are part of the Hunter S. Thompson mafia. That means they get together from
time to time to sign limited collectibles, as good non-conformists are apt to
do. There will be no fear or loathing when Johnny Depp pays a social call on counter-culture
artist Ralph Steadman in Charlie Paul’s star-struck doc For No Good Reason (trailer here), which opens today in New York.
brought Steadman and Thompson together when the illustrator accompanied the
gonzo writer on an assignment to cover the Kentucky Derby—and lived to tell
about it. His Rolling Stone illustrations
created the signature Thompson look. Naturally, his relationship with the pride
of Aspen was rather stormy, but it led to a more stable friendship with Depp,
whose pre-Transcendence box office
clout was surely instrumental helping Reason
get off the ground.
least nobody can accuse Depp of being full of himself at any time during the
film. Essentially, he politely sips whatever beverage is put in front of him,
while occasionally mumbling “that was great, Ralph,” or some such fannish
intriguing moments in Reason,
particularly when Steadman whips up an original painting for the camera. Paul
also cleverly incorporates elements of Steadman’s baroque grotesquerie into film,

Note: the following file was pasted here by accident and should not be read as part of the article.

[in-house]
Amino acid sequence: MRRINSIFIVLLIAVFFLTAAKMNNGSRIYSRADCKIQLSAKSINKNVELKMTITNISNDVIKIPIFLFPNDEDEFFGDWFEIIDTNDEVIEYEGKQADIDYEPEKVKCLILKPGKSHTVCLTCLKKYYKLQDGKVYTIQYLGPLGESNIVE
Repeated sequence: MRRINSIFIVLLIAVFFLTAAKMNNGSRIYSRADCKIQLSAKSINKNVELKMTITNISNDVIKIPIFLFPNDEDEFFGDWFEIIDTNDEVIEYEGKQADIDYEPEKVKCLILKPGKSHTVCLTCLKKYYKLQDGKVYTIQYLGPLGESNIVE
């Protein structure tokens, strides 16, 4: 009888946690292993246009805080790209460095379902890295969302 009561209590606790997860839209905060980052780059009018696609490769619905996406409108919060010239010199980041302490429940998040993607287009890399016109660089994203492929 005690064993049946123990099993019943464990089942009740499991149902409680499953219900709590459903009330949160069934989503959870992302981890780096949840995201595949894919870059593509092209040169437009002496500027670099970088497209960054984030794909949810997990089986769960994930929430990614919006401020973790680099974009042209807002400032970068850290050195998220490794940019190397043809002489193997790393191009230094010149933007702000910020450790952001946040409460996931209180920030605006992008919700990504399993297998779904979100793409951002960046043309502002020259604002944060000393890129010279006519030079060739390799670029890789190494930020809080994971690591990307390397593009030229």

even taking liberties with the familiar blue Sony Classics logo (which must
earn it a tiny footnote someplace in cinema history). Unfortunately, Paul
largely focuses on Steadman’s more didactic work, under-representing his
literary illustrations, while scrupulously ignoring the glaring disconnect
between Steadman’s radical art and his idyllic country estate.
When Steadman tells his Thompson stories, it is
still entertaining, even if his fans already know how they go, much like a 1960’s
rock group performing their greatest hits. Content to play to the Gonza fanbase,
Paul makes no effort to convert new admirers. As a result, Reason never transcends its narrow cult appeal. Harmless but
shallow, For No Good Reason opens
today (4/25) in New York at the Lincoln Plaza Cinema.
Labels: Documentary, Johnny Depp, Ralph Steadman